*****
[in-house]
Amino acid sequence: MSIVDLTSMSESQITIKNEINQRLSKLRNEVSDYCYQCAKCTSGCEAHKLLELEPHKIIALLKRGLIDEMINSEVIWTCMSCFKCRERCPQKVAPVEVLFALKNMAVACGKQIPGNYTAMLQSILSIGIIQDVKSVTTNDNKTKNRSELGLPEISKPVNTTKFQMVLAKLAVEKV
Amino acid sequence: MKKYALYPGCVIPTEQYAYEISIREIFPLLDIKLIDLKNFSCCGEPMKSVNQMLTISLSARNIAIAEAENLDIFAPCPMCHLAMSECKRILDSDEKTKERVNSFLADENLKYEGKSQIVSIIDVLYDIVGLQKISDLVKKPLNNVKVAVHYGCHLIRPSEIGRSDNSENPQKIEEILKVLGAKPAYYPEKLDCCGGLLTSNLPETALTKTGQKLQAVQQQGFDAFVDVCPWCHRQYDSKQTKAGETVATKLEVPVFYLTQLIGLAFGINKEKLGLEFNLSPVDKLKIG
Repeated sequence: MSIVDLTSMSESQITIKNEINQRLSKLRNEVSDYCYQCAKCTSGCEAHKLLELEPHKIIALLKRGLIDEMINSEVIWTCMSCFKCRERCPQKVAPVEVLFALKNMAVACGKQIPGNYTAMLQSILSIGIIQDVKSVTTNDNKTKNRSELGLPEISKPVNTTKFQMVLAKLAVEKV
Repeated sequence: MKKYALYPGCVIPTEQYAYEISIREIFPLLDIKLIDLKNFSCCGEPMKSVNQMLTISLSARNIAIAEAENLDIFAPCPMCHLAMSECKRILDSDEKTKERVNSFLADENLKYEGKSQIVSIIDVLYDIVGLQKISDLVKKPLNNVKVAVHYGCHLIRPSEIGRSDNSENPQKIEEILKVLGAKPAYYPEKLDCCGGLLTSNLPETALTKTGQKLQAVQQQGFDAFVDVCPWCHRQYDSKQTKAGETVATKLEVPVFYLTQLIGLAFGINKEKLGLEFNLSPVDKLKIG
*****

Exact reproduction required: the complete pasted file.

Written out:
[in-house]
Amino acid sequence: MSIVDLTSMSESQITIKNEINQRLSKLRNEVSDYCYQCAKCTSGCEAHKLLELEPHKIIALLKRGLIDEMINSEVIWTCMSCFKCRERCPQKVAPVEVLFALKNMAVACGKQIPGNYTAMLQSILSIGIIQDVKSVTTNDNKTKNRSELGLPEISKPVNTTKFQMVLAKLAVEKV
Amino acid sequence: MKKYALYPGCVIPTEQYAYEISIREIFPLLDIKLIDLKNFSCCGEPMKSVNQMLTISLSARNIAIAEAENLDIFAPCPMCHLAMSECKRILDSDEKTKERVNSFLADENLKYEGKSQIVSIIDVLYDIVGLQKISDLVKKPLNNVKVAVHYGCHLIRPSEIGRSDNSENPQKIEEILKVLGAKPAYYPEKLDCCGGLLTSNLPETALTKTGQKLQAVQQQGFDAFVDVCPWCHRQYDSKQTKAGETVATKLEVPVFYLTQLIGLAFGINKEKLGLEFNLSPVDKLKIG
Repeated sequence: MSIVDLTSMSESQITIKNEINQRLSKLRNEVSDYCYQCAKCTSGCEAHKLLELEPHKIIALLKRGLIDEMINSEVIWTCMSCFKCRERCPQKVAPVEVLFALKNMAVACGKQIPGNYTAMLQSILSIGIIQDVKSVTTNDNKTKNRSELGLPEISKPVNTTKFQMVLAKLAVEKV
Repeated sequence: MKKYALYPGCVIPTEQYAYEISIREIFPLLDIKLIDLKNFSCCGEPMKSVNQMLTISLSARNIAIAEAENLDIFAPCPMCHLAMSECKRILDSDEKTKERVNSFLADENLKYEGKSQIVSIIDVLYDIVGLQKISDLVKKPLNNVKVAVHYGCHLIRPSEIGRSDNSENPQKIEEILKVLGAKPAYYPEKLDCCGGLLTSNLPETALTKTGQKLQAVQQQGFDAFVDVCPWCHRQYDSKQTKAGETVATKLEVPVFYLTQLIGLAFGINKEKLGLEFNLSPVDKLKIG